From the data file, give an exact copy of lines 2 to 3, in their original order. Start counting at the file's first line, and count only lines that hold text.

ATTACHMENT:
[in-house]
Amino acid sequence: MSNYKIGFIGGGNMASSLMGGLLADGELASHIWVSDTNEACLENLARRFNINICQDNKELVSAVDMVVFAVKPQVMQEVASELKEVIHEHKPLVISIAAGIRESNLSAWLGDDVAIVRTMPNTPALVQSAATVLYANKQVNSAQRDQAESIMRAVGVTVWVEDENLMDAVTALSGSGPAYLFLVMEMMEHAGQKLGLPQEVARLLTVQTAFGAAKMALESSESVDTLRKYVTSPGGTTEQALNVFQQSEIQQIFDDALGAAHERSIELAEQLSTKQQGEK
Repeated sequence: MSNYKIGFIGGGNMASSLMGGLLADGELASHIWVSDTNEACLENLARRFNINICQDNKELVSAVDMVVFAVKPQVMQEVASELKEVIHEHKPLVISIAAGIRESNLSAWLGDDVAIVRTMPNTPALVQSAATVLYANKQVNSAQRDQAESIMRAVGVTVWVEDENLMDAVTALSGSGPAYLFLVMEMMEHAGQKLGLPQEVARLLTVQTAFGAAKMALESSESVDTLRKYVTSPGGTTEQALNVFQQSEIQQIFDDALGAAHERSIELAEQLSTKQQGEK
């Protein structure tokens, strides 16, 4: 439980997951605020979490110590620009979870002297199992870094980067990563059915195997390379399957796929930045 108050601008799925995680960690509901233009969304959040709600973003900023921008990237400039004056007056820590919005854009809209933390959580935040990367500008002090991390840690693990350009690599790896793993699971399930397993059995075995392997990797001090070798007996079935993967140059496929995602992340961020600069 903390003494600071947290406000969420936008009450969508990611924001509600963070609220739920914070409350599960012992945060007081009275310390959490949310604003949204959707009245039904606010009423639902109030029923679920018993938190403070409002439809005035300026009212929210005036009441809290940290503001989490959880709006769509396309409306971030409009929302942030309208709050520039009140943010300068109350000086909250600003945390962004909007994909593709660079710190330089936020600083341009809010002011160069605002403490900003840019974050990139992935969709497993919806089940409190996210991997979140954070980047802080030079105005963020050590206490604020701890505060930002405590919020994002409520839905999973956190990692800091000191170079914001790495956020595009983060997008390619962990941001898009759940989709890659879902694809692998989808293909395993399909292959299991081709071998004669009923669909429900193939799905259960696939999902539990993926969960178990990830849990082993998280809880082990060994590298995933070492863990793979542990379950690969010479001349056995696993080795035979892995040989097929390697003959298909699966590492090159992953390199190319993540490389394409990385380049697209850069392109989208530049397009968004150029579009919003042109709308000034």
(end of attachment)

Amino acid sequence: MSNYKIGFIGGGNMASSLMGGLLADGELASHIWVSDTNEACLENLARRFNINICQDNKELVSAVDMVVFAVKPQVMQEVASELKEVIHEHKPLVISIAAGIRESNLSAWLGDDVAIVRTMPNTPALVQSAATVLYANKQVNSAQRDQAESIMRAVGVTVWVEDENLMDAVTALSGSGPAYLFLVMEMMEHAGQKLGLPQEVARLLTVQTAFGAAKMALESSESVDTLRKYVTSPGGTTEQALNVFQQSEIQQIFDDALGAAHERSIELAEQLSTKQQGEK
Repeated sequence: MSNYKIGFIGGGNMASSLMGGLLADGELASHIWVSDTNEACLENLARRFNINICQDNKELVSAVDMVVFAVKPQVMQEVASELKEVIHEHKPLVISIAAGIRESNLSAWLGDDVAIVRTMPNTPALVQSAATVLYANKQVNSAQRDQAESIMRAVGVTVWVEDENLMDAVTALSGSGPAYLFLVMEMMEHAGQKLGLPQEVARLLTVQTAFGAAKMALESSESVDTLRKYVTSPGGTTEQALNVFQQSEIQQIFDDALGAAHERSIELAEQLSTKQQGEK